Skip to content

EPA at Rio+20: The United Nations Conference on Sustainable Development

2012 June 14

by Assistant Administrator Michelle DePass

Next week EPA will join people from across the US government to participate in the United Nations Conference on Sustainable Development, or Rio+20.  Our team of experts will be engaged in government-to-government negotiations, while also connecting with partners from the US and around the world to identify steps we can take as individuals, as institutions, and as a global community to make our world more sustainable and prosperous.

Rio+20 is an opportunity to not only set a vision for the next 20 years of sustainable development, but also strengthen global cooperation at multiple levels – including non-profits and community organizations, students of every age, Fortune 500 companies and small businesses. Rio+20  also gives us the chance to utilize the incredible progress in technology and social media in the last 20 years to engage in a new ways and bring more voices to the discussion. The commitments and actions taken by everyone participating in Rio+20 – physically and virtually – will be as important as any negotiated document, so please take part by visiting over the coming weeks!

Here are a couple of items to watch for:

  • There has been considerable discussion about reforming international institutions that focus on sustainable development. We believe that efficient and effective global coordination on sustainable development can be achieved by strengthening existing institutions like the UN Environment Program (UNEP), rather than creating a new institution.
  • We have called on each conference participant to bring their own voluntary commitments to sustainable development. Making clear and transparent commitments, when linked together and made accessible through a global platform, can advance sustainable development by showing what everyone – governments included – can do.  This broad list of commitments should reflect the spirit and goals of the Rio conference, using modern technologies and platforms to share information and increase transparency and accountability.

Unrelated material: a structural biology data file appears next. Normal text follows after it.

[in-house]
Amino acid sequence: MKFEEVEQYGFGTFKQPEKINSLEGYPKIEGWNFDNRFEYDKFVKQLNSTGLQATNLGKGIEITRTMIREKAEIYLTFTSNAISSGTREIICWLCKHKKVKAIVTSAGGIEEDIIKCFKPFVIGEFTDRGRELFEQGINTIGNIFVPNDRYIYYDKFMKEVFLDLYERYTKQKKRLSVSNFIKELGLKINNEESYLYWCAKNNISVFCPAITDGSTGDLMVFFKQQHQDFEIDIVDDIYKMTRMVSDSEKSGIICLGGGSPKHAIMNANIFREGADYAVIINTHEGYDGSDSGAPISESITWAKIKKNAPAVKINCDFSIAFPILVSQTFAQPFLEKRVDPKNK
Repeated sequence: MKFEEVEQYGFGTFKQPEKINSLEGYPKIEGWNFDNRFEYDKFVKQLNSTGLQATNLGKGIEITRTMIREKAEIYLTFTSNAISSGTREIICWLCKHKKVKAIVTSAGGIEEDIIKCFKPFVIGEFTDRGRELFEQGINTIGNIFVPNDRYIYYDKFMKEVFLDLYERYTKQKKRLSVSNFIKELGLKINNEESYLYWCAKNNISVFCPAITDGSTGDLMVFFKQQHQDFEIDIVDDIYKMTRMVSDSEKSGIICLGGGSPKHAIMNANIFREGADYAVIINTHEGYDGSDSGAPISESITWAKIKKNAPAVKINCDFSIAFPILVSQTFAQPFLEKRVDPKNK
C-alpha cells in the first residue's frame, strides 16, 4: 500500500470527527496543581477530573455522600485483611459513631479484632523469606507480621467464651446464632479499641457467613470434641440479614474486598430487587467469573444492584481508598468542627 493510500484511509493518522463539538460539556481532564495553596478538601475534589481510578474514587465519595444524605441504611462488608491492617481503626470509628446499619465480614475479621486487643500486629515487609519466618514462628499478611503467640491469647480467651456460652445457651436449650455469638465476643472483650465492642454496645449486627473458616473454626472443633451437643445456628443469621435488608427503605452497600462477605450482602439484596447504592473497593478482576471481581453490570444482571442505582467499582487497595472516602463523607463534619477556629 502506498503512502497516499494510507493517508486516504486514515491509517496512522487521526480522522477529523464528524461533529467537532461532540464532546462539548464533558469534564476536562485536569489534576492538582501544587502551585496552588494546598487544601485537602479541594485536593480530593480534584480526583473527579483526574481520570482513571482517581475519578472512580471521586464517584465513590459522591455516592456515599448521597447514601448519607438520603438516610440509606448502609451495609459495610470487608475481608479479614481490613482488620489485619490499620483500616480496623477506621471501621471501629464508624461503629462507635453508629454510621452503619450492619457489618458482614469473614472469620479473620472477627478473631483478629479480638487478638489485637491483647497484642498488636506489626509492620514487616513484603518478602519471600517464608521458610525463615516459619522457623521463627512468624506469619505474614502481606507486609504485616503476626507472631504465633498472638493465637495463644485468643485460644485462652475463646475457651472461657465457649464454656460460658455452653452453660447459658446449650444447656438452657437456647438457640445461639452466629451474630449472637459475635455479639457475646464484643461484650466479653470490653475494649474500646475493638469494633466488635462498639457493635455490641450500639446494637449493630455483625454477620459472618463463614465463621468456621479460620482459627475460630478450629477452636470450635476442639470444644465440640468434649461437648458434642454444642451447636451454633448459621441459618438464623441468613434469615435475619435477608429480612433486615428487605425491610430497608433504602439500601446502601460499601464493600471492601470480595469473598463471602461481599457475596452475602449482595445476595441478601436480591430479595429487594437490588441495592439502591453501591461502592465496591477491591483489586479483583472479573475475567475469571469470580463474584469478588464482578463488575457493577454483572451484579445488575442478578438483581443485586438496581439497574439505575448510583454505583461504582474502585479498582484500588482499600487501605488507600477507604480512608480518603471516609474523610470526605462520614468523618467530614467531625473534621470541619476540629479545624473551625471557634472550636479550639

Keep track of what EPA is doing on the ground by checking back here and following us on Facebook and Twitter using our hashtag #EPArio.

About the author: Michelle DePass, Assistant Administrator for International and Tribal Affairs, US EPA. Michelle DePass has spent her career working to support environmental progress here at home and around the world, at EPA she remains committed to expanding the conversation on environmentalism and ensuring access to clean, safe and healthy communities.

Editor's Note: The opinions expressed here are those of the author. They do not reflect EPA policy, endorsement, or action, and EPA does not verify the accuracy or science of the contents of the blog.

Please share this post. However, please don't change the title or the content. If you do make changes, don't attribute the edited title or content to EPA or the author.

2 Responses leave one →
  1. June 15, 2012

    The Good Force be with you!

    Global Sustainable Development and Prosperity must be the main point of Rio+20. In order to prosper each countries and protect the environment, everyone must plant palm trees in their home.

    Live forever and prosper!

  2. June 15, 2012

    Tibilise – 1972 – 1º encontro de líderes buscando preservar o meio ambiente. Rio de Janeiro – 1992 – Eco92 – depois Rio+10 e agora Rio+20. A Agenda 21 continua na gaveta, pois não fomos educados para aceitar a mudança de comportamento, ou seja, no papel (teoria) ficou perfeito, mas na prática… Bem, na prática e especialmente no Brasil travam uma batalha no sentido de alterar o Código Florestal. Por quê? Ora, porque alcançamos um estágio de desenvolvimento e de degradação que aos empreendedores restaria obedecer a lei. Notadamente, ela teria de ser aplicada e seus efeitos alcançados, assim melhor refomá-la e adaptá-la aos interesses de alguns poucos. Justificam – nós precisamos produzir alimentos para o mundo. No Brasil há 16 milhões de miseráveis, muitos recebem R$70,00 do governo, em tese, para impedir que passem fome.

Leave a Reply

Note: You can use basic XHTML in your comments. Your email address will never be published.

Subscribe to this comment feed via RSS